Across the board, we have made tough decisions -- whether it's saving the auto industry, or making sure that we have a health care system that actually works for our economy.  And there have been times, let's face it, during the last three years, where some of you have said, hmm, I'm not sure it's working out.  But what we've always been convinced of, what I've always been convinced of, is that if we sustain this effort, even in the face of huge political obstacles, that, eventually, not only would the economy come back, but eventually our politics would align with common sense and our traditions of hard work and mutual responsibility -- the basic idea that, yes, we're rugged individualists and we're entrepreneurs, and we focus on what we can accomplish on our own, and we don’t ask for handouts or expect anybody to do anything for us, but we're also part of something bigger -- part of neighborhoods and communities, and a United States of America, and that if we keep that in mind, then there's nothing we can't accomplish.

Now, this election is not going to be as sexy as 2008.  (Laughter.)  You know, my hair is grayer.  I've got little dings and bruises -- although you're right, I can still sing.  (Laughter.)  It's not going to be as new as it was in 2008.  But I have to tell you, the stakes are so much higher, in some ways.

I think in 2008, everybody recognized, there was unanimity that change had to happen.  And frankly, I think that I had a very capable Democratic opponent who also could have won.  In this situation, we’ve got fundamentally different visions about the direction where our country is going -- fundamentally different visions between us and the [other] party's.  Never has it been as probably as stark, in my lifetime, as it is now.  Because on every single issue, you’ve got a party that says they are not willing to balance our budget, even if you’ve got a 10 to 1 deal, spending cuts to tax increases. 

We’ve got a party that denies climate change even exists rather than debates how do we best address it.  We’ve got a party that, when it comes to foreign policy, seems to only talk about military adventures and never seems to talk about how can we create a diplomatic climate that allows the world to organize itself to ensure mutual security and prosperity. 

Across the board, I have not seen in my lifetime as stark a choice as we’ve got in 2012.  And that means we’re going to have to work harder this time than we did last time.  If you agree with Mr. Gates here, who’s spoken so eloquently about the fact that we’ve got to have a balanced approach to how we reduce our deficits, well, this is for all the marbles right here.  Because the Bush tax cuts are going to expire at the end of this year and whoever is the President is going to shape what our tax policy is, and how we reduce our deficits and how we maintain fiscal stability for the next 20, 30 years.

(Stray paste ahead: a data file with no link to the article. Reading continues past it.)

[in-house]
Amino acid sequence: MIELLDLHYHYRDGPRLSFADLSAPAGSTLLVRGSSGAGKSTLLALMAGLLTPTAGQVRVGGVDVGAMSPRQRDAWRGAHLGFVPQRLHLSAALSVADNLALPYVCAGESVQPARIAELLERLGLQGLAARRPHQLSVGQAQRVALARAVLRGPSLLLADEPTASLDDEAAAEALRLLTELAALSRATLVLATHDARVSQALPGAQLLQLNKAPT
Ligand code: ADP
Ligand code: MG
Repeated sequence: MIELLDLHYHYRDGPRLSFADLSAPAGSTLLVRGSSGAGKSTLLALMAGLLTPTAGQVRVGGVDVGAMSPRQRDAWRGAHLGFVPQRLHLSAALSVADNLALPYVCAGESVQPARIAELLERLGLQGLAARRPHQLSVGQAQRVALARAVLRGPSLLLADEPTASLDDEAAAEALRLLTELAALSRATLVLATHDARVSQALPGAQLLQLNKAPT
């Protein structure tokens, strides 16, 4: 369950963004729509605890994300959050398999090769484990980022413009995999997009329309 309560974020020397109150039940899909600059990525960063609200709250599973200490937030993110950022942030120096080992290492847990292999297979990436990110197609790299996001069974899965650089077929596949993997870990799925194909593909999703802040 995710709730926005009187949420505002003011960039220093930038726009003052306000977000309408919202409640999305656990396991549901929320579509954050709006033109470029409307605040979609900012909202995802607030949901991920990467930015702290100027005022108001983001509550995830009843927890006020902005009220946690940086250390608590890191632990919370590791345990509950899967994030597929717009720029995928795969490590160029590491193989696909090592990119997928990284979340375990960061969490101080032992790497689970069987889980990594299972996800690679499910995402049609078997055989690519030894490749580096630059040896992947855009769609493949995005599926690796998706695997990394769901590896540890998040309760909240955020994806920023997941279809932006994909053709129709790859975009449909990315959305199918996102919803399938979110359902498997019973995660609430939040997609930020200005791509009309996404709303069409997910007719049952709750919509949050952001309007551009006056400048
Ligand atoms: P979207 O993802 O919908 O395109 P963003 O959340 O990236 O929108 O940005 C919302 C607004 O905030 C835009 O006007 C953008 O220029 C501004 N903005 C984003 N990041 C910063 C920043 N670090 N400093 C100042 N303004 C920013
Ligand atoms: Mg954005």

And unless you think that it makes sense for us to cut basic research by 35 percent, and education support from the federal government by 35 percent, and add about $6,000 of additional costs on every senior, whether they can afford it or not, for Medicare and Medicaid, then this election is going to require a lot of work.

I’m optimistic that the American people want common sense.  I’m optimistic that the American people want balance.  I’m optimistic the American people don’t want to just think about the next election -- they want us to think about the next generation. But we’re going to have to fight for that.  And I have to tell you that it is true I look a little older, but in some ways my determination is even greater now than it was in 2008. 

One of the great things about occupying this job is that every single day, you’re wrestling with these enormous, sometimes seemingly insoluble problems -- right?  Nothing hits my desk if it was easy to solve because then somebody else would have solved it.  (Laughter.)  But in addition to just being fascinating, what’s also amazing about this job is you’re able to see sort of the spectrum of American life. 

There’s not an inch of this country that I haven’t seen.  There’s not a group of people I haven’t talked to.  And that’s an enormous source of inspiration and optimism.  We’ve got really good people and we have to make sure that we’ve got a government that is reflective of their core decency.  That’s what we’re fighting for -- that’s what this is all about.  And the fact that you’re joining me here today is just one more reason why I feel encouraged.  So let me stop there. 

Thank you.  (Applause.)

2:57 P.M. PST